New Process Discovered to Convert CO2 to Ethanol

A team at Oak Ridge National Laboratory reports a technological breakthrough that could have an impact on some of the most perplexing environmental and energy issues of our day — how to reduce the amount of carbon dioxide in the atmosphere, how to reduce reliance on fossil fuels, and coming up with an efficient method of storing excess energy produced by the electric grid.

The team was studying how to use nanotechnology to control chemical reactions. I their work they came across a method using a copper nanoparticle catalyst that allows them to take carbon dioxide and convert it into ethanol. They say this discovery was actually an accident since they were actually expecting to produce methanol.

Ethanol produced from food crops is widely used today as a liquid fuel for vehicles; however, many people are concerned that using crops to produce fuel has an adverse effect on the amount of food available.

According to their reports, the catalytic conversion process is an efficient enough (as high as 70 per cent), to be suitable for using excess power from the electric grid to produce ethanol as a means of storing energy.

A short video report is below.

A full report on the process has been published in an article in the journal Chemistry Select here: http://onlinelibrary.wiley.com/doi/10.1002/slct.201601169/full

  • GordonDocherty

    Ethanol, of course, is not just used for fuel… perhaps there will now not just be Whiskey, Gin and Vodka, there will now also be … Oak Ridge?

  • GordonDocherty

    Ethanol, of course, is not just used for fuel… perhaps there will now not just be Whiskey, Gin and Vodka, there will now also be … Oak Ridge … or, as it can be used to reduce the effects of Global Warming, Sunshine ?

  • Warthog

    Interesting. Seventy percent conversion is pretty high for an initial lab experiment (and yes, I saw the quibble “as high as”). Still very much potential.

  • Warthog

    Interesting. Seventy percent conversion is pretty high for an initial lab experiment (and yes, I saw the quibble “as high as”). Still very much potential.

  • wpj

    “The overpotential. . .probably precludes economic viability for this catalyst“

    Always best to read the summary rather than the headlines!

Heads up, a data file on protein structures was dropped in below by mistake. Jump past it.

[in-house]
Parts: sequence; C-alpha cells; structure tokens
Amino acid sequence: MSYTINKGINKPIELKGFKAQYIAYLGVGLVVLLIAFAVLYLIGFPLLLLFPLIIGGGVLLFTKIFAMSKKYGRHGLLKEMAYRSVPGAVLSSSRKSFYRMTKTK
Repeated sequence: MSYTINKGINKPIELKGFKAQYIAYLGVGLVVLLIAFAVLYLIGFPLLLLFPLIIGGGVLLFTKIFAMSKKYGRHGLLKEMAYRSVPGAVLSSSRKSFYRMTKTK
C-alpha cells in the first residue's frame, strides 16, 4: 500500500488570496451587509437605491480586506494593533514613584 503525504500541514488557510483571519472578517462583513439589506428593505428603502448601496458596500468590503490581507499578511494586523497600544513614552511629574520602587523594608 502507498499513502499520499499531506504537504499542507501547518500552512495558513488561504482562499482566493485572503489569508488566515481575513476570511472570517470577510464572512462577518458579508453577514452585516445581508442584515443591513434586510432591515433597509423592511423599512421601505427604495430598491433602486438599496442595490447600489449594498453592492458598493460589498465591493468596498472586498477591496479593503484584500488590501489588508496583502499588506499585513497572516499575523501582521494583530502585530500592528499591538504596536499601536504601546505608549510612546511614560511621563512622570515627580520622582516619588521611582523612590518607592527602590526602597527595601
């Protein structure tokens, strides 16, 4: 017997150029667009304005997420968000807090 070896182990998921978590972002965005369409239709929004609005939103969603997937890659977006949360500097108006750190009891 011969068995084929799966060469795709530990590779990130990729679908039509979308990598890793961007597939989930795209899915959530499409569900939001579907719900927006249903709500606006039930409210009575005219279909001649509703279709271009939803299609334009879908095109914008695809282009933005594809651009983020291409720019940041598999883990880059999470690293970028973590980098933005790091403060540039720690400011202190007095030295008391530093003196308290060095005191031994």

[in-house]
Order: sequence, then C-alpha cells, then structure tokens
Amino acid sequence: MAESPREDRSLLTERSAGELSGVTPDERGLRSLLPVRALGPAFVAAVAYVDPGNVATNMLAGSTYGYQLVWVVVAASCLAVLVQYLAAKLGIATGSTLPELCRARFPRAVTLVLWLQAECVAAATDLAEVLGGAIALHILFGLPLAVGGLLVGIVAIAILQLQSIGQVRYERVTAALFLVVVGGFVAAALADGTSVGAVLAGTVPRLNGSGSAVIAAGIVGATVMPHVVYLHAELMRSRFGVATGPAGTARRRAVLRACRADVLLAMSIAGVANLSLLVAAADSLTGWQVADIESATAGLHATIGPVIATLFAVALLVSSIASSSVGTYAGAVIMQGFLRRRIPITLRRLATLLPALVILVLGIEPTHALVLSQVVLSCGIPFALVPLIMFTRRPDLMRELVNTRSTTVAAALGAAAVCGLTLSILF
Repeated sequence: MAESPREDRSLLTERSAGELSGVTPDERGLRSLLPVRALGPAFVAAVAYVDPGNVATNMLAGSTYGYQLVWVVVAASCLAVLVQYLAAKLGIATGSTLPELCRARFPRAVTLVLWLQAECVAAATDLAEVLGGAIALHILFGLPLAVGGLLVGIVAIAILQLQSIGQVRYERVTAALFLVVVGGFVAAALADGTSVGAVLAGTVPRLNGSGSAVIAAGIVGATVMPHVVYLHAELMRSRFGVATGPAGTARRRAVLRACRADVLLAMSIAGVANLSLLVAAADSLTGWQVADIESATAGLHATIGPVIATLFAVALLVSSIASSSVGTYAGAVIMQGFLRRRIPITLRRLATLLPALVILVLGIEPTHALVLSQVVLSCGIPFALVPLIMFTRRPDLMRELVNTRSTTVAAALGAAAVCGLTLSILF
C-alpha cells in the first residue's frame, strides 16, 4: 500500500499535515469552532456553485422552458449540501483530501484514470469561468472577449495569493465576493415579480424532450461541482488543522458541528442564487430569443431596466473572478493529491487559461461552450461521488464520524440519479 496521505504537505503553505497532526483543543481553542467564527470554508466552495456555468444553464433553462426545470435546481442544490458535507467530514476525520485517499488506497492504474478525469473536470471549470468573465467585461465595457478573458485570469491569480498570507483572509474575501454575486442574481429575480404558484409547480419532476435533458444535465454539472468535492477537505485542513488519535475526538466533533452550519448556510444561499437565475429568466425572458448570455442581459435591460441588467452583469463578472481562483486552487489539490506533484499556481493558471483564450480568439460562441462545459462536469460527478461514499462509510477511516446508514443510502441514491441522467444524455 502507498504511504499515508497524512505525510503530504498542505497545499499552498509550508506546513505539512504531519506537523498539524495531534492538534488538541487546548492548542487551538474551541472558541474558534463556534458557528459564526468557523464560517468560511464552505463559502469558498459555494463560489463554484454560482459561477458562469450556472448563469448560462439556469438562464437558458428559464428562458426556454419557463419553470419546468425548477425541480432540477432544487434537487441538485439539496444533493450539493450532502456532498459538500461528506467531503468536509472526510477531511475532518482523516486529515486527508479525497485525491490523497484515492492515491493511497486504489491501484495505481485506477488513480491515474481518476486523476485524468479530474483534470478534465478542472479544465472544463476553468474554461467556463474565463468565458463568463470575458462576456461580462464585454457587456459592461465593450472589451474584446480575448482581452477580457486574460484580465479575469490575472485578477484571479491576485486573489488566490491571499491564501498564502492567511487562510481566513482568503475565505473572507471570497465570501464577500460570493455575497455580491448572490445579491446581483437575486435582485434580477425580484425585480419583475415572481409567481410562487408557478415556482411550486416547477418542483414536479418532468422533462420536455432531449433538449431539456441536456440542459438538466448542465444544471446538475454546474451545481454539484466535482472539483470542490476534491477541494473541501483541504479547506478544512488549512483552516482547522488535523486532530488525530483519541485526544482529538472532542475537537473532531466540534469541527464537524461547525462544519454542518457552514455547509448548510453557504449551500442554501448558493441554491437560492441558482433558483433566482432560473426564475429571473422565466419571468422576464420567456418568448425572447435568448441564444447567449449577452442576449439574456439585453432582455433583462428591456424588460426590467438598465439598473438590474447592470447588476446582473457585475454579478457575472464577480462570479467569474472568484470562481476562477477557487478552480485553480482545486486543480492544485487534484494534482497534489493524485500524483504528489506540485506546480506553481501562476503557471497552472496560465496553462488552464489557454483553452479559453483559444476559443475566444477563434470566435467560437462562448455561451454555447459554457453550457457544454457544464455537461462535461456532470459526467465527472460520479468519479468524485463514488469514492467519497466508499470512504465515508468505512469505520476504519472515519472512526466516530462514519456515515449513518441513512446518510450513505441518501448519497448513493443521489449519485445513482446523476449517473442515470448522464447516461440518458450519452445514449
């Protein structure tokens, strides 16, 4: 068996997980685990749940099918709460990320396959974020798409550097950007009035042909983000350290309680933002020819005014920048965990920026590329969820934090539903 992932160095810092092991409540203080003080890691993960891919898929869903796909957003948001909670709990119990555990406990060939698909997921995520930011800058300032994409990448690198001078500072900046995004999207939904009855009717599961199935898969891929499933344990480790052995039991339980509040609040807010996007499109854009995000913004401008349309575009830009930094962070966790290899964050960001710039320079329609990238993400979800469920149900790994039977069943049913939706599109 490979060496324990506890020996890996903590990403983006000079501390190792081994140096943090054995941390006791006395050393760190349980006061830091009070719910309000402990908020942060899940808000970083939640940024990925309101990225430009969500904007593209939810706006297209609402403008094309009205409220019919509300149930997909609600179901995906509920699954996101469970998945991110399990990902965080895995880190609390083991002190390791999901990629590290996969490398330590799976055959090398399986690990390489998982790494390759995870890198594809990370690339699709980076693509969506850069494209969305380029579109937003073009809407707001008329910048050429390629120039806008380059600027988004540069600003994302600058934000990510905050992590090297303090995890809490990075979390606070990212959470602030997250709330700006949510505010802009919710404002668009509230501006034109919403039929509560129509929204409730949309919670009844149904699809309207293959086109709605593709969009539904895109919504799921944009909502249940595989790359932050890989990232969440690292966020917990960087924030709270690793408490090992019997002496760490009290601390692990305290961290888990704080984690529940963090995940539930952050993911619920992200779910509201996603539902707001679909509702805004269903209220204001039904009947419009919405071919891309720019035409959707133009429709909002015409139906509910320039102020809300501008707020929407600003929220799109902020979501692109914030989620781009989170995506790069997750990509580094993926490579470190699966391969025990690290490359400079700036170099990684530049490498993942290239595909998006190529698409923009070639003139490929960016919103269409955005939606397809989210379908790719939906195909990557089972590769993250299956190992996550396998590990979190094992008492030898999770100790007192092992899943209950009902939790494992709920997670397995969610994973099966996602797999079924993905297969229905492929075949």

• Ged

      I guess it’s a long process to find a process to make a process to process CO2.

      • TVulgaris

        “Processing…processing…”

    • TVulgaris

      The overpotential is a little over a volt, so I’m not understanding that point, maybe leakage is the stumbling block. They did go on to suggest some tweaks (that seem straighforward, just totally outside the basis of this experiment). No, this doesn’t produce a liquid hydrocarbon “for free”, but it seems to be-
      A- very cheap to produce relative to other high-efficiency catalysts that have reasonable selectivity for producing alcohols (since most of them involve Pd, Pt, Au, Rh, and other familiar expensive metals)
      B- fairly efficient (I come up with 58% overall, which takes a little digging into the numbers)
      C- easily scalable
      D- much more useful as a carbon sequestration tool rather than a fuel production tool, although that’s not a bad energy storage solution.

      The fact that this is so selective for ethanol is surprising and interesting in that it indicates much research potential (get it?) for “novel reaction mechanisms”, involving more than just a few electrons.

      • wpj

        I agree in that it may be possible to use “green energy” when it is not required (such as wind farms during the night) and use this and an energy reservoir.

        The over potential is just that the energy of the material coming out is less than the energy going in, so you don’t want to make it using fossile fuel energy (e-cat may help here).

  • wpj

    “The overpotential. . .probably precludes economic viability for this catalyst“

    Always best to read the summary rather than the headlines!

    • Ged

      I guess it’s a long process to find a process to make a process to process CO2.

      • TVulgaris

        “Processing…processing…”

    • TVulgaris

      The overpotential is a little over a volt, so I’m not understanding that point, maybe leakage is the stumbling block. They did go on to suggest some tweaks (that seem straighforward, just totally outside the basis of this experiment). No, this doesn’t produce a liquid hydrocarbon “for free”, but it seems to be-